In the business world, micromanaging is a notorious technique that employees often hate. But does it deserve its negative reputation? In this guide, we take a look at whether it’s the right tactic for you. We also consider some of the alternatives you can use instead.
Micromanaging employeesFirst off, what’s micromanagement? Well, as its name suggests it’s a style of managing your workforce through close observation. A manager who adopts this style takes direct control over his or her subordinates. Unsurprisingly, it’s a type of supervision that’s usually unpopular with staff members. Many find it invasive, stressful, and unrewarding. But as a business, you’re within your rights to micromanage. Just keep in mind the negative outlook your staff may hold towards it.
The advantagesDespite its bad reputation, there are benefits to micromanaging. These include:
- Offering guidance and mentorship to inexperienced employees.
- Nurturing talent up to managerial level.
- Identifying problems faster.
- Providing constructive feedback to encourage personal development.
The disadvantagesOver-analysis of your workforce can have negative results. In fact, the effects of micromanagement on employees are far-reaching. They can:
- Lower morale.
- Affect self-confidence.
- Stifle creativity.
- Create trust issues.
- Raise stress levels.
- Promote insecurity.
The signs of micromanagementSome businesses struggle to realise they’ve fallen into micromanaging tactics. With the hustle and bustle of modern working life, the need to meet deadlines can lead to a lapse into unfavourable tactics. If you want to avoid such an outcome, there are signs to look out for. Managers who micromanage can have weak personal leadership skills, which means they:
- Fail to delegate work correctly.
- Take over other employees’ duties.
- Make decisions for their subordinates.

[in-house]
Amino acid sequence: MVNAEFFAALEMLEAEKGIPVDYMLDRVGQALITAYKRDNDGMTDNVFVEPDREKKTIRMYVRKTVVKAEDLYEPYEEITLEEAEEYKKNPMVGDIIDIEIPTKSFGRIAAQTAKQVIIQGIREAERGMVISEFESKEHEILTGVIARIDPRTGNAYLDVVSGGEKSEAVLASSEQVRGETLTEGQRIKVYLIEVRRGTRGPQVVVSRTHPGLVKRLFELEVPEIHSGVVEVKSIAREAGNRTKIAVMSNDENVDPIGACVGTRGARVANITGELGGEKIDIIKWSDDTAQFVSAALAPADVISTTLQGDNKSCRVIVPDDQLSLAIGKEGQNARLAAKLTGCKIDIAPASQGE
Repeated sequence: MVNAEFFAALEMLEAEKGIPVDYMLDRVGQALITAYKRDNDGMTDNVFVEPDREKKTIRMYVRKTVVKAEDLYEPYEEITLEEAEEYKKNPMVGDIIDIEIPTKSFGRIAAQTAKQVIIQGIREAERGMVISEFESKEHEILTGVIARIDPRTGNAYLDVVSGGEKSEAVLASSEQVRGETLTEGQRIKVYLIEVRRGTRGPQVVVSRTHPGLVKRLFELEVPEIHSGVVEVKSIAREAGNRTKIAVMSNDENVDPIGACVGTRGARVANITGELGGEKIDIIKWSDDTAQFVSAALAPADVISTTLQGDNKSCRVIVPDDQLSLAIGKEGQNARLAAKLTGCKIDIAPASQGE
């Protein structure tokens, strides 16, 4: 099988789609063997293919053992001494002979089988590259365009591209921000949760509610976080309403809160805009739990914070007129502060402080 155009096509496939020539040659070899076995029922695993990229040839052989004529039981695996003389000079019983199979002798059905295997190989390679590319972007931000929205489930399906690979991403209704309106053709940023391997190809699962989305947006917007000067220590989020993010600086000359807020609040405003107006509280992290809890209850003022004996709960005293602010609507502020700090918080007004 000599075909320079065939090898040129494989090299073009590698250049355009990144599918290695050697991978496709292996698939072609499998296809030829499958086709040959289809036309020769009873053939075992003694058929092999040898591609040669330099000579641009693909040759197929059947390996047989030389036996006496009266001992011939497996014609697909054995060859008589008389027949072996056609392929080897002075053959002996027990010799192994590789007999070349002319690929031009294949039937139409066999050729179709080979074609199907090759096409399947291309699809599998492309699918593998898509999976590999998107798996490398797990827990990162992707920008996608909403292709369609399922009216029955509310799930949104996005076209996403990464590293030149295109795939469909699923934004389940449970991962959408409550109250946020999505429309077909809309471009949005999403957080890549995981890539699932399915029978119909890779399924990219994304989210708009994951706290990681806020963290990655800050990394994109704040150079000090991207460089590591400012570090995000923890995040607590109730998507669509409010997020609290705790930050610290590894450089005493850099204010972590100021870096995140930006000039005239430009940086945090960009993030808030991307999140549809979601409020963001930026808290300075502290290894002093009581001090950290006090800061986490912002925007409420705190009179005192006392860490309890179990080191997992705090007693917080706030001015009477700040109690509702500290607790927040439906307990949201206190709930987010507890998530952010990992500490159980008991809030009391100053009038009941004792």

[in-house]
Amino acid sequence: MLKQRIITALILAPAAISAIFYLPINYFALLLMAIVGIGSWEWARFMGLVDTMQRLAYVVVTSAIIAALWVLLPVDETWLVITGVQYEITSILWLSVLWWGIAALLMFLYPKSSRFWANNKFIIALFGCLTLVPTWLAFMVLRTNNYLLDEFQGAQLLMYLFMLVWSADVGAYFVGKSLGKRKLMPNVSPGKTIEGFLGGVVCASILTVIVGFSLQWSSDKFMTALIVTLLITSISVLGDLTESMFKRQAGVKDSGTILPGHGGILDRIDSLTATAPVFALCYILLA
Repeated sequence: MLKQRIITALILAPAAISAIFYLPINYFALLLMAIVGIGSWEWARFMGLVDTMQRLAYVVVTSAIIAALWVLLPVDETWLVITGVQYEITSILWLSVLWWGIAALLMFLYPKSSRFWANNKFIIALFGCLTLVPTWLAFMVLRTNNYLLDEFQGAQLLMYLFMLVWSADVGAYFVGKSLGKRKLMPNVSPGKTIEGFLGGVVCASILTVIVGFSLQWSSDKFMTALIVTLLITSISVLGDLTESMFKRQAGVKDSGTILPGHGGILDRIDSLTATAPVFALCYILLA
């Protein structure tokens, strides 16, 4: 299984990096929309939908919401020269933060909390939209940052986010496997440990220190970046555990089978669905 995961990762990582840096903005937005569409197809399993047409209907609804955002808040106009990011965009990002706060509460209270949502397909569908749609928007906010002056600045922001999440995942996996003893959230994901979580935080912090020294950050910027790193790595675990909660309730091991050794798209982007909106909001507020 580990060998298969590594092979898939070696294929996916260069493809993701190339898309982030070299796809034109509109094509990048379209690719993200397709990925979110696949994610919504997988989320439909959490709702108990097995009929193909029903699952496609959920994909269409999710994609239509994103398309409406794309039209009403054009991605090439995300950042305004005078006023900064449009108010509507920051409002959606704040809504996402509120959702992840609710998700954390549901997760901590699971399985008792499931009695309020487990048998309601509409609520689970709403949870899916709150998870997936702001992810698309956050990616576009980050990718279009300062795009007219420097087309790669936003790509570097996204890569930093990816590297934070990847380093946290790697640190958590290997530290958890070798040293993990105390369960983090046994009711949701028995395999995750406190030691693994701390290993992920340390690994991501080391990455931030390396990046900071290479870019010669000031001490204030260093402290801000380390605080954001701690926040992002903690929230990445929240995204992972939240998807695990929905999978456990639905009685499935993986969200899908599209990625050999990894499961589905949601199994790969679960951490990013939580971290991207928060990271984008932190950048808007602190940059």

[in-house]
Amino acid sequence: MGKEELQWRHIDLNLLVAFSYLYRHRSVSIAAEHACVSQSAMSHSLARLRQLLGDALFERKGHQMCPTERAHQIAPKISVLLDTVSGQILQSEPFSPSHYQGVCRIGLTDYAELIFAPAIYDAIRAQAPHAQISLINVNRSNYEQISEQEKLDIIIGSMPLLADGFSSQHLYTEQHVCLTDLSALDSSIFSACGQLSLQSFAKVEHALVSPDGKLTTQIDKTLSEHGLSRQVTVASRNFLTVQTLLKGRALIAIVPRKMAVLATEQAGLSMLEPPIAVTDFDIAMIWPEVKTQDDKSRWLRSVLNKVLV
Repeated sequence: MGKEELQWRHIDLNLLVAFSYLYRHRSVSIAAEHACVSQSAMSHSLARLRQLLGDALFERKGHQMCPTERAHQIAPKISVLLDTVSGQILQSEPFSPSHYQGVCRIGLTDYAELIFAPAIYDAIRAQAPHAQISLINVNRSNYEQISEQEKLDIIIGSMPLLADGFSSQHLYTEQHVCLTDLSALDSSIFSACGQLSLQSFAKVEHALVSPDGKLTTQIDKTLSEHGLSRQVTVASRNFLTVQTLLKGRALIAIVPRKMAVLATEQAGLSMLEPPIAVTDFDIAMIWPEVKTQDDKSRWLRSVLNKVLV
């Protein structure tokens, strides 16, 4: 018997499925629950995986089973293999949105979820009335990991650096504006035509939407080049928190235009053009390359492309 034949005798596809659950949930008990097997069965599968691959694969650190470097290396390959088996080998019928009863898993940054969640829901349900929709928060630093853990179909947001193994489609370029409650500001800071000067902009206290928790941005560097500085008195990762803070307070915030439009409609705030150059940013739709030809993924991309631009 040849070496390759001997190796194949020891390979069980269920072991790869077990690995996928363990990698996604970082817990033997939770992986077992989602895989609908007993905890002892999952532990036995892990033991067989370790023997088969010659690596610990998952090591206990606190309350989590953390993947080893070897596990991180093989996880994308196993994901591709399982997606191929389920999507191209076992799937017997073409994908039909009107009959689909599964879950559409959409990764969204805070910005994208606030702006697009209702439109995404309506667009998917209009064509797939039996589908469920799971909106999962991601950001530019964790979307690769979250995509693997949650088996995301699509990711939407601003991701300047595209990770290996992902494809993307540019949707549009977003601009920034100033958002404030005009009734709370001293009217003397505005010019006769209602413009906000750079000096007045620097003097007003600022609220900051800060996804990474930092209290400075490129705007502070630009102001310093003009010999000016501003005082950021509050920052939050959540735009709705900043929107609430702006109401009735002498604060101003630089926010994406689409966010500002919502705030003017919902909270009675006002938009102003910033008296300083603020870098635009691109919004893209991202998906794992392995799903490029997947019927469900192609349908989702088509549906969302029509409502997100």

- Over analyse projects.
- Prioritise the wrong tasks.
- Mismanage their duties.
Getting better productivityIf you want to support progressive managerial techniques, there are a number of ways to encourage your staff to take ownership. The steps you can take to ensure employees aren’t micromanaged at work are:
- Remove yourself from your team: Stop any controlling behaviour and distance managers from their team. This is the first move towards introducing an independent outlook within your business.
- Manage your expectations: Setting high KPIs can lead to problems as staff struggle to reach their goals, made worse if a person is hovering over their every move. Review what you’re asking of your staff to see if it’s achievable. This, in turn, will take pressure off your managers to deliver.
- Avoid overworking: Promote a proper work-life balance that ensures every member of your business has the appropriate time off.
- Encourage employee transparency: Ask your team about the managerial style they prefer. You can tailor your approach individually. If a staff member wants closer assistance, then you can micromanage them.
- Establish more trust: Although it’s tempting to monitor your staff, your recruitment process is there to ensure you hire talented individuals. To encourage staff members to take control of their roles, you can have trust-building exercises.